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What factors facilitate the engagement with flipped classrooms used in the preparation for postgraduate medical membership examinations?

Authors Jesurasa A, Mackenzie K, Jordan H, Goyder EC

Received 12 January 2017

Accepted for publication 1 April 2017

Published 28 June 2017 Volume 2017:8 Pages 419—426

DOI https://doi.org/10.2147/AMEP.S132266

Checked for plagiarism Yes

Review by Single-blind

Peer reviewers approved by Dr Robert Robinson

Peer reviewer comments 2

Editor who approved publication: Dr Anwarul Azim Majumder


Amrita Jesurasa, Kelly Mackenzie, Hannah Jordan, Elizabeth C Goyder

School of Health and Related Research (ScHARR), University of Sheffield, Regent Court, Sheffield, UK

Background: The “flipped classroom,” a pedagogical model where typical lecture and homework elements are reversed, is being advocated in medical education to support the teaching of a large curriculum. However, research into the use of this model in postgraduate medical education, which requires the application of acquired knowledge, is limited. The aim of this study was to explore the barriers and facilitators to engagement with the flipped classroom model in preparation for the written element of postgraduate membership examinations.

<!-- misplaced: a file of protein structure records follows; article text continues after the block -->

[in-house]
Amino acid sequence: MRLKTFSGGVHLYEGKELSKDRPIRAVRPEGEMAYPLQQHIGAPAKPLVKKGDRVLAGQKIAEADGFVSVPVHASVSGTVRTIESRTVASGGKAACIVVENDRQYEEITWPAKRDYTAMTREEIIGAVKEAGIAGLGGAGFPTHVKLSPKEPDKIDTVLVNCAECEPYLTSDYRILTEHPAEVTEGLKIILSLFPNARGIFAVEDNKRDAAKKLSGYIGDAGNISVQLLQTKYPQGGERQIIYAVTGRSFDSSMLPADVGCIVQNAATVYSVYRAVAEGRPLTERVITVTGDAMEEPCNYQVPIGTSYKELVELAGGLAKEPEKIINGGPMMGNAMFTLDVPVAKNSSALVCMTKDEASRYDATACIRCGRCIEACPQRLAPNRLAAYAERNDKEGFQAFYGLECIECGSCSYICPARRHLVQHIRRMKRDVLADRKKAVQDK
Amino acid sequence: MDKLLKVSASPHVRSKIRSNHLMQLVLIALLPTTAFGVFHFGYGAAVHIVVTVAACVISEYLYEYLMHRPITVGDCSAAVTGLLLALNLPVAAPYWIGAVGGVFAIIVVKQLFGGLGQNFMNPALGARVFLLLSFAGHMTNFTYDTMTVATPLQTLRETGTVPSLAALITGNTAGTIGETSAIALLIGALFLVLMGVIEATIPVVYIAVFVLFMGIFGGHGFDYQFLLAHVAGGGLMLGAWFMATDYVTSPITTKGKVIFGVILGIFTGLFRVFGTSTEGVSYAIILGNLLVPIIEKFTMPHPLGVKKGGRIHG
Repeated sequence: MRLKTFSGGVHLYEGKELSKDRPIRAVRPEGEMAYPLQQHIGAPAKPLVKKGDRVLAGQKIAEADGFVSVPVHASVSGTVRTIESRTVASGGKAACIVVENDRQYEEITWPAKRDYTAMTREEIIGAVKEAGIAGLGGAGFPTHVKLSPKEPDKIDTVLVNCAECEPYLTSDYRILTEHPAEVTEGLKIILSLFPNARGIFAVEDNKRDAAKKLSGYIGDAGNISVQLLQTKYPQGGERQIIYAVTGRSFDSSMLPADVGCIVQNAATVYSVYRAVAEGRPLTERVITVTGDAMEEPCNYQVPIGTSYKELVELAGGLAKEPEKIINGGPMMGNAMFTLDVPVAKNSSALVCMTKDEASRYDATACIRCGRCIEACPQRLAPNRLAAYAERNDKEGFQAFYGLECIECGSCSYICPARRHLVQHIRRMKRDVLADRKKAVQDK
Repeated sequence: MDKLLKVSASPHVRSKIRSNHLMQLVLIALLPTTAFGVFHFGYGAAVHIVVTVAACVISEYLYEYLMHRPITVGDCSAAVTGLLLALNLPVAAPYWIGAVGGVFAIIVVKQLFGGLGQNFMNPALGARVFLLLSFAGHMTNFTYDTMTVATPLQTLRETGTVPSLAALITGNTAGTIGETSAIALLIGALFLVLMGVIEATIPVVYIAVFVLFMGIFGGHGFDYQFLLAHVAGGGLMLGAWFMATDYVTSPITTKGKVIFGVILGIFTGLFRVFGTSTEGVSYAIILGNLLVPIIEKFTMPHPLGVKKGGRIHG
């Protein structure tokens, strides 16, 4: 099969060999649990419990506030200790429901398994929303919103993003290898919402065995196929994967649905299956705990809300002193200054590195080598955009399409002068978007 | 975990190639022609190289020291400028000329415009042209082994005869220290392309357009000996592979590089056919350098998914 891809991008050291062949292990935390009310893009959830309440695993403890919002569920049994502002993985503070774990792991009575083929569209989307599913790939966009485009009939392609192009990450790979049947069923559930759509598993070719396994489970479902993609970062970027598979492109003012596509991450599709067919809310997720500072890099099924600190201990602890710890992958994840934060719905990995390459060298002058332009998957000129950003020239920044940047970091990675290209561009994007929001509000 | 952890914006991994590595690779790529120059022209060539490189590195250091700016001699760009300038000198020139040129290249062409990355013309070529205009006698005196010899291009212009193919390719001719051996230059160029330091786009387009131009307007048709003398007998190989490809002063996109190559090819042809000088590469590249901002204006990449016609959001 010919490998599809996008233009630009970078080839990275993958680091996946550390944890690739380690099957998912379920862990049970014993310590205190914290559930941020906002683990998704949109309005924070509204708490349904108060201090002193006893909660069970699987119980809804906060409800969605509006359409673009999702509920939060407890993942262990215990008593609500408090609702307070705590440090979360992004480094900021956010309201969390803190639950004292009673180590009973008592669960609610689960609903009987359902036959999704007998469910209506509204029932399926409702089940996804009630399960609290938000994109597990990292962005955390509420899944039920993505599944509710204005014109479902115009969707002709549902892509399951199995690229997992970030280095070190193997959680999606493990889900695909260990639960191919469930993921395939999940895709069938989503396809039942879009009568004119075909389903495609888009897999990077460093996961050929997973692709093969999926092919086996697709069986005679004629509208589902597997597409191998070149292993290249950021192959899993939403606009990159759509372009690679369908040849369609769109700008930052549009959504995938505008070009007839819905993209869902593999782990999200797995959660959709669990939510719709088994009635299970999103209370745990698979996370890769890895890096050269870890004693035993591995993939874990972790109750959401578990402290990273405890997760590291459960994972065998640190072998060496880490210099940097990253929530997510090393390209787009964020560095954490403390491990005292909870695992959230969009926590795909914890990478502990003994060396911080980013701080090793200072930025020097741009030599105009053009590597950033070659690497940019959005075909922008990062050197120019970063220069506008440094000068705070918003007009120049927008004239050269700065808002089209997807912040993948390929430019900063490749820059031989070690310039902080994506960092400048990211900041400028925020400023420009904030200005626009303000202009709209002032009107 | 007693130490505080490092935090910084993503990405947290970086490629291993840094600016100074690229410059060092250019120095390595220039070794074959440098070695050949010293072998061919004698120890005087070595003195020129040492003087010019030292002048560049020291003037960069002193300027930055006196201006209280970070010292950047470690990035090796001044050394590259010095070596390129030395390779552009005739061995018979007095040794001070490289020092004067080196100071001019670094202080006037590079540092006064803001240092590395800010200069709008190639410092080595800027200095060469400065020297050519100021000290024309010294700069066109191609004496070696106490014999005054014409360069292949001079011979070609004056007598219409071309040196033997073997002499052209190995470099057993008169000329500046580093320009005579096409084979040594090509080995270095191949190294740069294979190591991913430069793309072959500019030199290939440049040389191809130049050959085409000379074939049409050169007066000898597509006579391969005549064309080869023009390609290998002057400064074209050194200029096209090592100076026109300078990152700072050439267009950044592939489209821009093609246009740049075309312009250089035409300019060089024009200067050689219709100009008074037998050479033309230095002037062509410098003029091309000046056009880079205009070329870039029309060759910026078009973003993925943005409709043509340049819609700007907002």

Methods: Three focus groups (n=14) were held between February and June 2016. Participants were drawn from a membership examination preparation course, run by the University of Sheffield. Two of the groups (n=10) involved “students” (public health registrars) while the other focus group (n=4) was held with “tutors” (experienced registrars and consultants). The focus groups were audiorecorded and transcribed verbatim. Transcripts were thematically analyzed by using both predetermined and emergent themes.
Results: Key themes that emerged from the data included variation in learning and teaching styles of individuals as well as the feasibility and flexibility of the overall course design. However, management of students’ expectations was found to be the fundamental factor, which underpinned the engagement.
Conclusion: The complex interaction of factors affecting engagement in this study highlights the need to consider the appropriateness of the flipped classroom model. However, this must be balanced by the potential benefits of the approach for delivering a large curriculum. Recognizing the central importance of managing expectations at the outset would be useful when considering this model in postgraduate medical education.

Keywords: flipped classroom, membership examination, postgraduate
 

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